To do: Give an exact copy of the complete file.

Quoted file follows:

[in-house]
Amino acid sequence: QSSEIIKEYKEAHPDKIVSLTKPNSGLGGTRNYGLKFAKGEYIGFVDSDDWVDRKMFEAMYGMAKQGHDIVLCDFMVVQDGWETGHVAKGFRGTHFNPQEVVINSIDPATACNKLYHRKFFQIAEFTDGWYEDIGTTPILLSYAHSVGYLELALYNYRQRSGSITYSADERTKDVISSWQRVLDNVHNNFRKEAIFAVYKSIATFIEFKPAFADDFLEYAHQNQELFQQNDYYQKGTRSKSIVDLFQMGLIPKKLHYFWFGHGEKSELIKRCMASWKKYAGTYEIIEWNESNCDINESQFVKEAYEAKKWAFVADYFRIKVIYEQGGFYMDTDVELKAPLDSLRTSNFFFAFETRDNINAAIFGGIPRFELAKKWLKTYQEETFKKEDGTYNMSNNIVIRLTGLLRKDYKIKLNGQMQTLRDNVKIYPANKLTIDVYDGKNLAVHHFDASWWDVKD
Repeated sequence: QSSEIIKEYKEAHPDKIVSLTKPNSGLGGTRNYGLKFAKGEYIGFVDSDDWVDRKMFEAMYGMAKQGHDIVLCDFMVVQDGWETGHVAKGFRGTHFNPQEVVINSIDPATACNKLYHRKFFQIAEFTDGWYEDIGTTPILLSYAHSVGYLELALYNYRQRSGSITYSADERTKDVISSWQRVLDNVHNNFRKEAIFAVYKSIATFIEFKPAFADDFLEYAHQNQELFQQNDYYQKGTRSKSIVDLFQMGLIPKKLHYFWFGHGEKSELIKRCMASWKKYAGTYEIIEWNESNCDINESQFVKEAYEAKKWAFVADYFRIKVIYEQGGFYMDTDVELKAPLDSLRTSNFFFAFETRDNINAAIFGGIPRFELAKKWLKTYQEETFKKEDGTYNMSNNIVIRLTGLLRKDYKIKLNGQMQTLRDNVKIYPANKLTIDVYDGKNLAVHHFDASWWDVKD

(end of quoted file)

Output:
[in-house]
Amino acid sequence: QSSEIIKEYKEAHPDKIVSLTKPNSGLGGTRNYGLKFAKGEYIGFVDSDDWVDRKMFEAMYGMAKQGHDIVLCDFMVVQDGWETGHVAKGFRGTHFNPQEVVINSIDPATACNKLYHRKFFQIAEFTDGWYEDIGTTPILLSYAHSVGYLELALYNYRQRSGSITYSADERTKDVISSWQRVLDNVHNNFRKEAIFAVYKSIATFIEFKPAFADDFLEYAHQNQELFQQNDYYQKGTRSKSIVDLFQMGLIPKKLHYFWFGHGEKSELIKRCMASWKKYAGTYEIIEWNESNCDINESQFVKEAYEAKKWAFVADYFRIKVIYEQGGFYMDTDVELKAPLDSLRTSNFFFAFETRDNINAAIFGGIPRFELAKKWLKTYQEETFKKEDGTYNMSNNIVIRLTGLLRKDYKIKLNGQMQTLRDNVKIYPANKLTIDVYDGKNLAVHHFDASWWDVKD
Repeated sequence: QSSEIIKEYKEAHPDKIVSLTKPNSGLGGTRNYGLKFAKGEYIGFVDSDDWVDRKMFEAMYGMAKQGHDIVLCDFMVVQDGWETGHVAKGFRGTHFNPQEVVINSIDPATACNKLYHRKFFQIAEFTDGWYEDIGTTPILLSYAHSVGYLELALYNYRQRSGSITYSADERTKDVISSWQRVLDNVHNNFRKEAIFAVYKSIATFIEFKPAFADDFLEYAHQNQELFQQNDYYQKGTRSKSIVDLFQMGLIPKKLHYFWFGHGEKSELIKRCMASWKKYAGTYEIIEWNESNCDINESQFVKEAYEAKKWAFVADYFRIKVIYEQGGFYMDTDVELKAPLDSLRTSNFFFAFETRDNINAAIFGGIPRFELAKKWLKTYQEETFKKEDGTYNMSNNIVIRLTGLLRKDYKIKLNGQMQTLRDNVKIYPANKLTIDVYDGKNLAVHHFDASWWDVKD